Times are hard for Mommy, Daddy, and Ivan. They live in a tiny apartment and only have room for an imaginary dog, Ronny, who behaves badly--especially at night. They love him, anyway. One day they are able to move to a larger apartment and have room for The Real Ronny! A real dog! He's wonderful, of course. And they love him. But sometimes you can't help missing the things you left behind.
Brave and smart and big at heart. Kylie Bell may be the smallest one in her first-grade class, but when it comes to standing up to mean ol' bully-boy Rusty Jacks, her courage is monumental. Life isn't easy when you can't reach the water fountain, but Kylie Bell's big heart and good manners prove that sometimes it takes the most courage to do what's right. Frank Dormer's playful art extends the funny animal metaphors and appeals to both girls and boys. This book is good for your brain because: Building character, Problem solving, Bullying
A cowboy poet who can't rope, whip, or ride? Who ever heard of that? Slim knows he could be a real cowboy if the ranch hands would just give him a chance. Action-filled drawings capture the excitement of a cattle run to Dodge City. This book is good for your brain because: Poetry, Problem Solving, Determination.
A question scritches and scratches at the back of Emma's throat. Emma is a curious kid. She loves to ask questions - and she loves the silly answers that her grandmother always gives. But now Emma has a very important question, one that she is bursting to ask, one that scritches and scratches at the back of her throat. Her grandmother is sick and has to stay in the hospital. Emma wonders if Grandma will still be able to read to her kindergarten; if she will still make up funny stories over bagels on Wednesdays; if she will still be able to watch her after school. But mostly Emma wonders if Grandma is going to die. Emma's Question helps families to answer the question that all kids face at one time or another. Geared toward young children, the story uses gentle humor and simple explanations to describe what is happening to Grandma in the hospital. Funny, sweet illustrations show the depth and closeness of Emma and Grandma's relationship. Dealing With Loss, Family, Intergenerational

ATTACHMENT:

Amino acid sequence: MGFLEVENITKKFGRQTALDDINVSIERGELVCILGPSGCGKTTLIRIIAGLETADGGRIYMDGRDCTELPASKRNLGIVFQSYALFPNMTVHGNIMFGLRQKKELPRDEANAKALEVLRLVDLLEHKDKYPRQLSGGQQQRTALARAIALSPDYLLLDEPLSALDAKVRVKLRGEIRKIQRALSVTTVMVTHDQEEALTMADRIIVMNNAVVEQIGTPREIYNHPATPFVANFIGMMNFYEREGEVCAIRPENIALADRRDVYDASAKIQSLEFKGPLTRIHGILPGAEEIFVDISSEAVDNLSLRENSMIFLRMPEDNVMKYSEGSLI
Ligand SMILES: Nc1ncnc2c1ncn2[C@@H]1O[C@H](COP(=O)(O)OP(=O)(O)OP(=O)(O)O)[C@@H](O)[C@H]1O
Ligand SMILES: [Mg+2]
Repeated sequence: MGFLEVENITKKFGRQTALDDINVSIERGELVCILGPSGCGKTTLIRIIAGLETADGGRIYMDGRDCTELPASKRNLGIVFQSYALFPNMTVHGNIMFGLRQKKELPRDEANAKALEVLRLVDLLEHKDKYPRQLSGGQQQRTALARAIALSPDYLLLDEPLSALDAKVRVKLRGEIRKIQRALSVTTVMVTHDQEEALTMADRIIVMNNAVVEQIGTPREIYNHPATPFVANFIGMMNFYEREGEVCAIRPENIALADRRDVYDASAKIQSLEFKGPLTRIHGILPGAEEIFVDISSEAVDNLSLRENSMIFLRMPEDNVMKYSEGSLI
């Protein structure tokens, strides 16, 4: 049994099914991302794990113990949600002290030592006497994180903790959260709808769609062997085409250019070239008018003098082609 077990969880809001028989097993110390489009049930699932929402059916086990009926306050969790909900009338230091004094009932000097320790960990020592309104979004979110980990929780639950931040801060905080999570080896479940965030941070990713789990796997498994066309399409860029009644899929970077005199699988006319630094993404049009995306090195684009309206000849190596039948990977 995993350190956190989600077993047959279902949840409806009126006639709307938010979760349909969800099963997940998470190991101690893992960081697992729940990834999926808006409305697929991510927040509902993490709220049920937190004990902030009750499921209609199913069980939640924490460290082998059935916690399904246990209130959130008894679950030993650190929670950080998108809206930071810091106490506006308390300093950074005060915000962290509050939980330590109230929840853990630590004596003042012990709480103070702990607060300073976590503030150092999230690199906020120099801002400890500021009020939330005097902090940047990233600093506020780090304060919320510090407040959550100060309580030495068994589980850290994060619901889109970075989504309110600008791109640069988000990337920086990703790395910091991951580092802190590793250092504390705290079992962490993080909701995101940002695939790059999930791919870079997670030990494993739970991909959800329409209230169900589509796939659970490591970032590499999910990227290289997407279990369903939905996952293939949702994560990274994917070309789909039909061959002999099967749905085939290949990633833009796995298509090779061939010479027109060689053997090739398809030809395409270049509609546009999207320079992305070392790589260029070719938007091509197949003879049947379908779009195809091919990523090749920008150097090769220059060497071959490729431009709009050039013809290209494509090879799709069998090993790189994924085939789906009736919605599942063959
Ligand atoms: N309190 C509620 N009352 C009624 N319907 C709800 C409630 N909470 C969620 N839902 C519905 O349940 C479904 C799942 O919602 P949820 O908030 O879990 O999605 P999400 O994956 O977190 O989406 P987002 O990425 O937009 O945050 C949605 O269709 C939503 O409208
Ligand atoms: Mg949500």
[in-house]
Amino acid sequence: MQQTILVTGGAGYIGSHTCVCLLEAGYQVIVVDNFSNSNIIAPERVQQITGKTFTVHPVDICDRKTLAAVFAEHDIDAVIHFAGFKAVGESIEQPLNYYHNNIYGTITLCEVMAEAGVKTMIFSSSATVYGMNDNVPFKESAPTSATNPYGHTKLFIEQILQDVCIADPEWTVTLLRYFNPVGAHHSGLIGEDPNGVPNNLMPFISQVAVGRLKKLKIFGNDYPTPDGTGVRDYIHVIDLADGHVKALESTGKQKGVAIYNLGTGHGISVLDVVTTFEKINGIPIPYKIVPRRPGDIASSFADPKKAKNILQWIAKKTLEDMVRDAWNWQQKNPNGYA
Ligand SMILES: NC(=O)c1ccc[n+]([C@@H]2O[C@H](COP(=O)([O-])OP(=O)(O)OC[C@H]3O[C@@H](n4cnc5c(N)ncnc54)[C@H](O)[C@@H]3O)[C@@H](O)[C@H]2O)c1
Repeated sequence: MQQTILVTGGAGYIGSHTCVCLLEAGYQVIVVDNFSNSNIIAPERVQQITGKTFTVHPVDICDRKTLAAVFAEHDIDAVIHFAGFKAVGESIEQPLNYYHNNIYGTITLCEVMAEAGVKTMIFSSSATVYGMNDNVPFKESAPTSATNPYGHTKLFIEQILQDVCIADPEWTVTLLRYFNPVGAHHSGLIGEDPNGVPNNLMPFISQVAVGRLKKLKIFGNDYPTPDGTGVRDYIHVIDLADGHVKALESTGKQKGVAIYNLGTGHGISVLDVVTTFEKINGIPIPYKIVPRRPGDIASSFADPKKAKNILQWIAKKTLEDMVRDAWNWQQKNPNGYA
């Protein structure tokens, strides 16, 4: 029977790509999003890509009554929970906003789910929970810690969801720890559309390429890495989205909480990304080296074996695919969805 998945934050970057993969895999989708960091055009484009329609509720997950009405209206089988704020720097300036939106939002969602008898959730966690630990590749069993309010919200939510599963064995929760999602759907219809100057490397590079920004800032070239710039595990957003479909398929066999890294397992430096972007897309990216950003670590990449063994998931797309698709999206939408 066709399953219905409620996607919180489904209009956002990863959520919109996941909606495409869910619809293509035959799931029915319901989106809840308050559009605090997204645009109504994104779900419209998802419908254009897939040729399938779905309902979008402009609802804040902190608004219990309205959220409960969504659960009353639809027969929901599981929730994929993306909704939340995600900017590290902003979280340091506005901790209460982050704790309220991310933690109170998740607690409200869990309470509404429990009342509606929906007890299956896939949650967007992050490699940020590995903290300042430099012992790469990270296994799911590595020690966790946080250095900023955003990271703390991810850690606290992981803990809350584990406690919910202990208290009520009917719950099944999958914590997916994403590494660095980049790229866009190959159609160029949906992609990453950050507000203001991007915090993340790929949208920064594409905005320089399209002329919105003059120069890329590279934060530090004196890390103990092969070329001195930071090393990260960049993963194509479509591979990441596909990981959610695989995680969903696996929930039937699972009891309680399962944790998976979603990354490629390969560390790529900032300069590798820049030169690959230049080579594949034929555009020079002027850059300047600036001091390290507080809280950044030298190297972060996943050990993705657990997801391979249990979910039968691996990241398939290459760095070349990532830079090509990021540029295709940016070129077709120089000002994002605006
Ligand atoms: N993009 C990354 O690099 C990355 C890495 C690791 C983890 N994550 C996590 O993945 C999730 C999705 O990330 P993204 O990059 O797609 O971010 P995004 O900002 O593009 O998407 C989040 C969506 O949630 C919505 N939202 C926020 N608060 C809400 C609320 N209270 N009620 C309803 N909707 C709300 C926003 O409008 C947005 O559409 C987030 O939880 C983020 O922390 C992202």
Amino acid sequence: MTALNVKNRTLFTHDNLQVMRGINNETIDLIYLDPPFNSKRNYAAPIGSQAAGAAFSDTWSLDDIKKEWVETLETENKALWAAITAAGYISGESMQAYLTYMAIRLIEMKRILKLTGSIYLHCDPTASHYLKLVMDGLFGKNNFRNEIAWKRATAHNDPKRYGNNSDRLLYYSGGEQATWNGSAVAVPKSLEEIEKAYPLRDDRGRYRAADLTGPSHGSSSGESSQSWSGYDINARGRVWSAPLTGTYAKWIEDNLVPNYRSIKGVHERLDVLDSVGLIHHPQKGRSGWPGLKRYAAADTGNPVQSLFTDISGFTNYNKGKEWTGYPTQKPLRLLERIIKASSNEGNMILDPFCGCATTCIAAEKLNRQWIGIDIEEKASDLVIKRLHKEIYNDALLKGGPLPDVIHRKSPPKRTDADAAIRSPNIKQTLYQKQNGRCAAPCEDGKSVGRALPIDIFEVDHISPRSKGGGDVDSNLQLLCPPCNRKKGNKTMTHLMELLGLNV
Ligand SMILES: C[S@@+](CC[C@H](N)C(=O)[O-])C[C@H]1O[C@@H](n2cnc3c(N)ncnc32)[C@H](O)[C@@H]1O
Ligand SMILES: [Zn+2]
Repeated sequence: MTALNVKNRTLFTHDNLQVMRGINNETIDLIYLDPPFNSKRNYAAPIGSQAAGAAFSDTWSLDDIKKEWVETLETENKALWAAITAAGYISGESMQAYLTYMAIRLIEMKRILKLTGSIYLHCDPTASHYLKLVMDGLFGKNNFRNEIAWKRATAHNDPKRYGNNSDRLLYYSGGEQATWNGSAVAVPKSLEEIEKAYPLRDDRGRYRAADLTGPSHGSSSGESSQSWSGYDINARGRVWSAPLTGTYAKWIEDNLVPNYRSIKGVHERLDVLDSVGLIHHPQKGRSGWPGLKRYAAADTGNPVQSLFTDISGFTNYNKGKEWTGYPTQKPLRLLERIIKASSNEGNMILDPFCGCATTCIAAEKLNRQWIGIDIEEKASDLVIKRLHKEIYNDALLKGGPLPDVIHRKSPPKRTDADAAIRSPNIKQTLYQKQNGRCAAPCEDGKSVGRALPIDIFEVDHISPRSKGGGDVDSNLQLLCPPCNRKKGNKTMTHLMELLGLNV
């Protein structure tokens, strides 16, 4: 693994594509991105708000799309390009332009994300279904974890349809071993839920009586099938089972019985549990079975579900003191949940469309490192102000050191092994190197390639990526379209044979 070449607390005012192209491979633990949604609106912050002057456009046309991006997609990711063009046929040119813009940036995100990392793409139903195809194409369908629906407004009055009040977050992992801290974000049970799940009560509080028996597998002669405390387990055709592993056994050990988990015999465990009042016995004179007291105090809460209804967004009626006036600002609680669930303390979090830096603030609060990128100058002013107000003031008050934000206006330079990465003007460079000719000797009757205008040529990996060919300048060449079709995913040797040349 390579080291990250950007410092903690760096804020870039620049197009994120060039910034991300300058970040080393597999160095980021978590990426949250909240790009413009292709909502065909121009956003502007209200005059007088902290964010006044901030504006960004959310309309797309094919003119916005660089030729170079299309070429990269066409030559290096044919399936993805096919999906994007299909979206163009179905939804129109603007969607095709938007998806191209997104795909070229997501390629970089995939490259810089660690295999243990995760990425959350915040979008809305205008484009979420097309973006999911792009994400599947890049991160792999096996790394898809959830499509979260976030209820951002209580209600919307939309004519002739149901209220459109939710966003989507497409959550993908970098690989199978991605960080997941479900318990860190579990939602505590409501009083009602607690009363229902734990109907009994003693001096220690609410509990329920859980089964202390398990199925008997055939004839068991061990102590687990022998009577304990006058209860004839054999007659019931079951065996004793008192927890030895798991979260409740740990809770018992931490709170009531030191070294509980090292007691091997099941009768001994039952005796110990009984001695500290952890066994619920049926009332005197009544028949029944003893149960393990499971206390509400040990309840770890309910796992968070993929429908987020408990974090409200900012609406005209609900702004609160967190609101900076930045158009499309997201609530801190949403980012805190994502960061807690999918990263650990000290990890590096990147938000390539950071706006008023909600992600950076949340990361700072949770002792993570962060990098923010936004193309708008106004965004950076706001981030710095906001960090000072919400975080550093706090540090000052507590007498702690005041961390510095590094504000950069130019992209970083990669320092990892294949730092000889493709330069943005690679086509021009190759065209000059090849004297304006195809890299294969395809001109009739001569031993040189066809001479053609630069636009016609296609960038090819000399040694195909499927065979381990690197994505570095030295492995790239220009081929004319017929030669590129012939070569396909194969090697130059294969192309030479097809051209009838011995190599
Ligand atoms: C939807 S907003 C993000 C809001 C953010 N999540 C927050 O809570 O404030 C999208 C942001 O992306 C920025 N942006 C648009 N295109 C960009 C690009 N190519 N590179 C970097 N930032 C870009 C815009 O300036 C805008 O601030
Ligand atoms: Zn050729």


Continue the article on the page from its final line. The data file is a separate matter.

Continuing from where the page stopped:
Everyone knows that sinking feeling in the pit of the stomach just before diving into a new situation. Sarah Jane Hartwell is scared and doesn't want to start over at a new school. She doesn't know anybody, and nobody knows her. It will be awful. She just knows it. With much prodding from Mr. Hartwell, Sarah Jane reluctantly pulls herself together and goes to school. She is quickly befriended by Mrs. Burton, who helps smooth her jittery transition. This charming and familiar story will delight readers with its surprise ending. Fun, energetic illustrations brighten page after page with the busy antics surrounding Sarah Jane. First Day Jitters is an enchanting story that is sure to be treasured by anyone who has every anticipated a first day of school.
Your body needs food, but do you need ice cream? Learn the difference between what you need and things you want.
Are you a good citizen? Read about how to be a good citizen everywhere you go.